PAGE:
A good Head of People will collate feedback from employees; some of which might be difficult to hear. For the relationship with a Head of People to thrive, business leaders must show an openness to listening to this feedback, leaving their egos to one side, and committing to resolve genuine issues.
Leaders must also be ready to embrace a long-term view of success. Initiatives such as improving employee benefits may cost more in the short-term, but may also improve your ability to hire good people, retain them and keep them motivated. Successful employee benefit reviews should produce a positive ROI but, in all likelihood, it won’t be immediately visible – immediately being the operative word here.
The final and most important topic to cover here is the level of experience you decide to recruit in. Too senior and they may get bored or be unwilling to deal with day-to-day operational matters, not senior enough and they are likely to have insufficient impact.
In fact, the level of experience you recruit at is one of the most crucial decisions you will make and is a relatively complex one. Let’s cover it in more detail now…
MAKING THE HIRE
The level you should hire at
HR is a very nuanced profession – the CIPD qualification means relatively little in the grand scheme of things, and the role is largely one of communication, empathy, business acumen and creativity, so the correlation between competency and experience is less linear than in other (more technical) professions.
Key things for you to consider are:
How resistant to change are the leadership team and, therefore, how much gravitas will your Head of People need? Knowing your leadership team, how is this person going to gain influence? Will they need to dust-off a few war stories or will it be based more on articulate, thoughtful communication?
How much operational work do you expect them to do? Paying a Head of People salary to do lots of HR admin isn’t an effective use of funds. With that in mind, are you ready to invest in building them a small team, assuming your Head of People can demonstrate a projected ROI? If not, a senior individual is unlikely to do this role for long as they will be overly bogged-down in day-to-day issues and you are therefore susceptible for churn.
If you’re thinking about hiring a People Manager instead
A Head of People will want and need to affect change to justify their worth to you. If you are fundamentally closed minded to the kind of initiatives mentioned earlier and see HR as more of an operational, fire-fighting role, then the sensible thing would be to hire a People Manager instead who will be more comfortable with this.
That said, you must accept that this kind of role will only appeal to a certain type of individual. This is likely to be either someone of low-ambition who has less desire to affect change, or someone overly-junior who sees a “Manager” role as a good stepping stone.
The former’s lower ambition will likely result in them staying in the role for longer, and the experience they have will equip them better to deal with ER-related issues but they are unlikely to ever demonstrate the potential value in a proper people strategy to you.
The latter will probably bring more enthusiasm and could have potential to change your mind on the value of HR over time through adding value. That said, after 12-18 months in the role they may look to move on unless you begin to give them more freedom to implement contemporary HR initiatives, as their development stalls.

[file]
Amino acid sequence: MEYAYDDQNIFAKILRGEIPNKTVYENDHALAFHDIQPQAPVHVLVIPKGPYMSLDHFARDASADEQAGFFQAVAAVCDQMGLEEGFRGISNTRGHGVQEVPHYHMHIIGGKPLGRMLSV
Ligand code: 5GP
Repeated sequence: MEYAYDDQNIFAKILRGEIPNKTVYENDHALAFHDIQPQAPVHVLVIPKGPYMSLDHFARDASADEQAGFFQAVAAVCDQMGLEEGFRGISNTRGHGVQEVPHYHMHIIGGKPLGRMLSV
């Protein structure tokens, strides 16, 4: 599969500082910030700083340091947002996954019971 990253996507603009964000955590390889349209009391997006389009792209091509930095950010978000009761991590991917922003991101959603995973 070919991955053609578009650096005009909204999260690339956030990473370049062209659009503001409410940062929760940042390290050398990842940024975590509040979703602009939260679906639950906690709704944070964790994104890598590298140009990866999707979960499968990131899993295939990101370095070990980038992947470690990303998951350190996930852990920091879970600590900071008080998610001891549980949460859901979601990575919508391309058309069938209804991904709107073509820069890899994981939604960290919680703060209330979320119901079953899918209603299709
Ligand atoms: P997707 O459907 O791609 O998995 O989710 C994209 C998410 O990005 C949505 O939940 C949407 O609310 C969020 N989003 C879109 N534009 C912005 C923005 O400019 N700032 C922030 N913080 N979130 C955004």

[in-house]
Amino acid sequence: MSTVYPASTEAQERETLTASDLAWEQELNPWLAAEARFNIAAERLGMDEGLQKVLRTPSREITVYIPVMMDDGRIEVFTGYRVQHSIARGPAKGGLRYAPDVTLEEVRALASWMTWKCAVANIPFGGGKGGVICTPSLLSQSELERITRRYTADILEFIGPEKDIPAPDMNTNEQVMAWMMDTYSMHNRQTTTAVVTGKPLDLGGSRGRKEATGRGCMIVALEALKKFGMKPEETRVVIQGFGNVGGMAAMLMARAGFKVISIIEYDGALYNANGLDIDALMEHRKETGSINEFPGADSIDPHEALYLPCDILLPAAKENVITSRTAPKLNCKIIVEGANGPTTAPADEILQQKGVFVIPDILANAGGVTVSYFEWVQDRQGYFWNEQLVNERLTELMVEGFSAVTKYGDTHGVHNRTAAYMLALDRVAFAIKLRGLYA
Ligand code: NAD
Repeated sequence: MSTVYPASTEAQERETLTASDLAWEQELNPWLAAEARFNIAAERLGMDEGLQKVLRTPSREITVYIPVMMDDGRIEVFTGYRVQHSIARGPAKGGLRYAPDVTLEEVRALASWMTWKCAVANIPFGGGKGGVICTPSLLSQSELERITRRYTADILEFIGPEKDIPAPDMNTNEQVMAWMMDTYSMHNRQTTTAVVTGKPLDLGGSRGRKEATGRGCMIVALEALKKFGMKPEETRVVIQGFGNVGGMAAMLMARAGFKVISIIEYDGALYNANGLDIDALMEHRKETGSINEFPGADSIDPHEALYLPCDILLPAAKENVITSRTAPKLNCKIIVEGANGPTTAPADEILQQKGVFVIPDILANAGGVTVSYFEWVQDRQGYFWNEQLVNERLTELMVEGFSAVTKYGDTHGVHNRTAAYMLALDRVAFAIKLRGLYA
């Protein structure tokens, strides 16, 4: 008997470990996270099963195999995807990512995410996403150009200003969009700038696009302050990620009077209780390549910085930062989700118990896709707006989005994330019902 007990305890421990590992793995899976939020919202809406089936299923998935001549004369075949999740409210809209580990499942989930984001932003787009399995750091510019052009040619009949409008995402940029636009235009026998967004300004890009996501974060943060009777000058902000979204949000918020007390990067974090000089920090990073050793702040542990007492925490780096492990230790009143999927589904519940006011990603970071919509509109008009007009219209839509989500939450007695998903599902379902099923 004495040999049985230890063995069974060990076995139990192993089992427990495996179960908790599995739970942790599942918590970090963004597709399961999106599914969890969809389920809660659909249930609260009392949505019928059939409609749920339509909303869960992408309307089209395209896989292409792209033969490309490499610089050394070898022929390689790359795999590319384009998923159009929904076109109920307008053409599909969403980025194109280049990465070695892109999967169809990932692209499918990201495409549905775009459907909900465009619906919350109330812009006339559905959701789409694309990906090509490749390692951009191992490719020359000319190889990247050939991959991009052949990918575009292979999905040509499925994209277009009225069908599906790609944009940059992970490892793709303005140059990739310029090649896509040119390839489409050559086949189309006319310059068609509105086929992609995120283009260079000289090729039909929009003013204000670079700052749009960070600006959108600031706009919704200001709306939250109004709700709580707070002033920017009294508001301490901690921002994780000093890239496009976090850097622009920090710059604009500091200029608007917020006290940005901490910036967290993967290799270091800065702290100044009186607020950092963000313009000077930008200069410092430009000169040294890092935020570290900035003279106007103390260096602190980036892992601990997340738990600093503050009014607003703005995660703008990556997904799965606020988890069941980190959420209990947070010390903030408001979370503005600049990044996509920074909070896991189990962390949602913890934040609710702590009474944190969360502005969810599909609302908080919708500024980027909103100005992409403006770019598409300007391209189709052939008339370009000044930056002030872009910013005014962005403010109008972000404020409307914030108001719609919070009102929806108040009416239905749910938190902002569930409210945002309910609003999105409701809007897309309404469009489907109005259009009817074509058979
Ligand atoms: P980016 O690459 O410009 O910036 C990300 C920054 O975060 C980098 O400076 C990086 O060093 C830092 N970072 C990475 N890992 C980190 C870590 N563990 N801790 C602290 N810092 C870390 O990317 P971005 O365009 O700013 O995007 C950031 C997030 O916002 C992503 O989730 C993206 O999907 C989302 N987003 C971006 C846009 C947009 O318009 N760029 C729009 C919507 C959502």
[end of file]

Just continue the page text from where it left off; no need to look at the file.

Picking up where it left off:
Key considerations for Head of People candidates when changing roles
Below are the three primary considerations for senior HR professionals considering a new role:
Credibility of the function
Does the role sit on the leadership team? If not, senior candidates will see this as potential confirmation of a lack of perceived value in the impact of HR.
Who does the role report to? HR professionals always prefer to report to the CEO as this gives their role greater scope to have company-wide impact and support the vision of the CEO. HR roles reporting in to Finance often symbolise a view that HR is more of a reactive, support function and less of a priority to the CEO, hence them delegating it to their CFO.
Additionally, if HR is also going to be responsible for overseeing facilities management or office management, this can reinforce a message that HR is seen as an admin function rather than a value-adding one.
A HR professionals’ tenure with an organisation will live or die by the culture. For example, training will only be effective if people feel motivated to do good work and if they’re trusted to experiment and, inevitably, fail in practising their new learnings.
Organisations devoid of psychological safety, those with low-trust cultures and toxic behaviours render a Head of People’s role untenable if left unresolved. If you have cultural issues you must fully own them and reassure your new recruit of your desire to change; assuming it is true, of course.
What level of resources will be made available to help them to deliver on expectations? This takes in to consideration the budget to hire HR support or an In-house Recruiter, as well as budget for learning & development, employee benefits and software, among other things.
Recruitment preparation work
It is strongly advised to produce a written job description before embarking on your search. This will demonstrate that you are taking this piece of recruitment seriously and therefore reinforce the message that HR is a function you deem as important to the success of your business. It will also increase accountability between you and the candidate in terms of aligning expectations.
The JD must sell the vision for the function whilst also being entirely honest. There is plenty of content out there covering how to write a good JD so we won’t cover that in length here but, broadly speaking, it should include:
- Summary of the business – what you do, success so far, size
- Purpose of the role – a brief intro to why you’re hiring this role
- Reporting line
- What you want this person to achieve – key responsibilities
- Key character traits and experience you are seeking
- Employee benefits
What a Head of People can do for you